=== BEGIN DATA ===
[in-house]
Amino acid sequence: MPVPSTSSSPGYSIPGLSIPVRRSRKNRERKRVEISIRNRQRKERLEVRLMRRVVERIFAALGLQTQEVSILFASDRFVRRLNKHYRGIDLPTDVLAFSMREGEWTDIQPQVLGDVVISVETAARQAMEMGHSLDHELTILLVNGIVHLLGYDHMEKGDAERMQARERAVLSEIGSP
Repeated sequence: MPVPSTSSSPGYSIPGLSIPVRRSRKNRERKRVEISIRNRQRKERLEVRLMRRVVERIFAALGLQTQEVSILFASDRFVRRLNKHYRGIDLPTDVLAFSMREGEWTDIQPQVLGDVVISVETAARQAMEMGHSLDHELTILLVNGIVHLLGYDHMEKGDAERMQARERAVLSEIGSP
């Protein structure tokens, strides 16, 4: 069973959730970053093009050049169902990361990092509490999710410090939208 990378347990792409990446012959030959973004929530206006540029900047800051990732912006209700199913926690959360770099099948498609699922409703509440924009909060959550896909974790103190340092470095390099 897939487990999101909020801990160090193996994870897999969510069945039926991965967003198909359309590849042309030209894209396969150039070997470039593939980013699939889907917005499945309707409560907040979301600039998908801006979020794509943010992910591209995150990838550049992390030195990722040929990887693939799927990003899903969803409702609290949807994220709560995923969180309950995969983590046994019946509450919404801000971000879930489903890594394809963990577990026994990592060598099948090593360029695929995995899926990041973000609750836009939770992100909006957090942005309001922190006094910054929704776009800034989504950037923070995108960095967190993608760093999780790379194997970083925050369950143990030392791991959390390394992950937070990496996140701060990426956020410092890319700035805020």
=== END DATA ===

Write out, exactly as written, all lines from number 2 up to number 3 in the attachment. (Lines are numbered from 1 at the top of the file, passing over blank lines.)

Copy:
Amino acid sequence: MPVPSTSSSPGYSIPGLSIPVRRSRKNRERKRVEISIRNRQRKERLEVRLMRRVVERIFAALGLQTQEVSILFASDRFVRRLNKHYRGIDLPTDVLAFSMREGEWTDIQPQVLGDVVISVETAARQAMEMGHSLDHELTILLVNGIVHLLGYDHMEKGDAERMQARERAVLSEIGSP
Repeated sequence: MPVPSTSSSPGYSIPGLSIPVRRSRKNRERKRVEISIRNRQRKERLEVRLMRRVVERIFAALGLQTQEVSILFASDRFVRRLNKHYRGIDLPTDVLAFSMREGEWTDIQPQVLGDVVISVETAARQAMEMGHSLDHELTILLVNGIVHLLGYDHMEKGDAERMQARERAVLSEIGSP